Howie Beigelman writes: They understood that the planes that flew into the Twin Towers and the Pentagon, and the one that crashed into a field in Western Pennsylvania, could have been pointed anywhere in this country, and at any one of us. They felt, in their guts, that we’re all in this together. […]We, as Americans, are truly all in this together. It’s time we rekindle the unity we felt on September 11, 2001. – Times of Israel 


An initial group of Afghan pilots who flew themselves and their family members to safety in Uzbekistan aboard Afghan Air Force aircraft were transferred to a U.S. military base in the United Arab Emirates on Sunday, according to the office of Representative August Pfluger, which has been in contact with one of the pilots and his wife. – New York Times 

Hundreds of women, many wearing full-length robes, their faces obscured by black veils, filled the auditorium of a Kabul university on Saturday holding signs — many of them in English — in support of the Taliban and its strict interpretation of Islam, including separate education for men and women. – New York Times 

The health care system in Afghanistan is teetering on the edge of collapse, endangering the lives of millions and compounding a deepening humanitarian crisis, public health experts warn. – New York Times 

Afghanistan’s vibrant free press and media industry, once celebrated as a success story and labeled one of the country’s most important achievements of the past two decades, has abruptly been transformed after the Taliban takeover of the country. Now, its survival is threatened by physical assaults, self-censorship and a dwindling journalist population less than a month after the Taliban seized control of Kabul, the capital, and began enforcing their hard-line Islamist policies. – New York Times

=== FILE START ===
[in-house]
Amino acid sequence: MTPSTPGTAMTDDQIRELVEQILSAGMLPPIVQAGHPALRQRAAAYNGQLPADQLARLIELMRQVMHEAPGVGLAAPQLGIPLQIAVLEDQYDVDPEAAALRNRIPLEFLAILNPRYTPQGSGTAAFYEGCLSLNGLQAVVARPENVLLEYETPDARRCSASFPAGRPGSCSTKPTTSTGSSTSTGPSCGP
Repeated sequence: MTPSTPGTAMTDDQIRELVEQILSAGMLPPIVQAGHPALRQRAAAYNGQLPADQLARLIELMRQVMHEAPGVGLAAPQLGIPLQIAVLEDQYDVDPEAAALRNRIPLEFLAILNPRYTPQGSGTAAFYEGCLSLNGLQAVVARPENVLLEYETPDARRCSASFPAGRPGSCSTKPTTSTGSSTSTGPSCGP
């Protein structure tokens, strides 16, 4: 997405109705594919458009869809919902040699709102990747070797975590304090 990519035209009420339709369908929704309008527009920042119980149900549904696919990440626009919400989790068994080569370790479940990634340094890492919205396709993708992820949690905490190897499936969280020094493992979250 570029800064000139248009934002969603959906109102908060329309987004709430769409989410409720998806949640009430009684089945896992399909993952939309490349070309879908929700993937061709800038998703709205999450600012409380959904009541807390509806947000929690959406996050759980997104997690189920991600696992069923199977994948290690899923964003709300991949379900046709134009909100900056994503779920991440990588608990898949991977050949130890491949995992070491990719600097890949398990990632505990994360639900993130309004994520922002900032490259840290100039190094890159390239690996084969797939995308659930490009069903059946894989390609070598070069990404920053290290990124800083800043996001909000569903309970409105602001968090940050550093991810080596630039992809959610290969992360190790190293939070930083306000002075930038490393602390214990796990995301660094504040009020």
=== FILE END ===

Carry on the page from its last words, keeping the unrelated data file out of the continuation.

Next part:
Members of an internationally renowned orchestra of Afghan women and girls remain stuck in Afghanistan after an attempt to get them out through Kabul’s airport in the last days of the U.S. war failed. – Wall Street Journal 

Women in Afghanistan will be allowed to study in universities and postgraduate programs but only in gender-segregated classrooms and in Islamic dress, a senior Taliban official announced Sunday as the militant group began to articulate its vision for the country after forming an all-male cabinet and raising its flag over the presidential palace. – Washington Post 

On the day the United States and the world commemorated the 20th anniversary of the 9/11 attacks, the Taliban flew its flag over the presidential palace in Kabul, where until last month the tricolor Afghanistan national flag flew. – Washington Post  

Twenty years after al-Qaeda attacked the United States — a plot hatched in Afghanistan — its loyalists hold senior positions in the Taliban’s new transitional government. There is one name that stands out: Haqqani. – Washington Post 

Taliban fighters have imposed a withering siege in Afghanistan’s rebellious Panjshir province, denying residents food and carrying out some extrajudicial executions of civilians, a tribal elder who recently fled the province said Friday, adding to a growing list of alleged abuses carried out by the militant group. – Washington Post  

But after days of violent Taliban crackdowns, and a ban on demonstrations by the militants, it’s unclear if the protest movement will continue in its current form. Protesters say they are determined to keep fighting, but after a wave of brutal Taliban attacks against demonstrators and journalists last week, activists have gone underground. – Washington Post  

The Taliban have executed the brother of Amrullah Saleh, the former Afghan vice president who became one of the leaders of anti-Taliban opposition forces in the Panjshir valley, his nephew said on Friday. – Reuters 

Nineteen Americans were on a Qatar Airways flight out of Kabul on Friday, the White House said, while an additional two U.S. citizens and 11 permanent residents left Afghanistan overland to a third country with U.S. government help. – Reuters  

Flights of Afghanistan refugees into the U.S. have been temporarily paused because of four cases of measles, White House press secretary Jen Psaki said on Friday. – Reuters 

Qatar’s foreign minister held talks with the prime minister of Taliban-ruled Afghanistan on Sunday, in the highest-level foreign visit to Kabul since the militant group seized the capital last month. – Reuters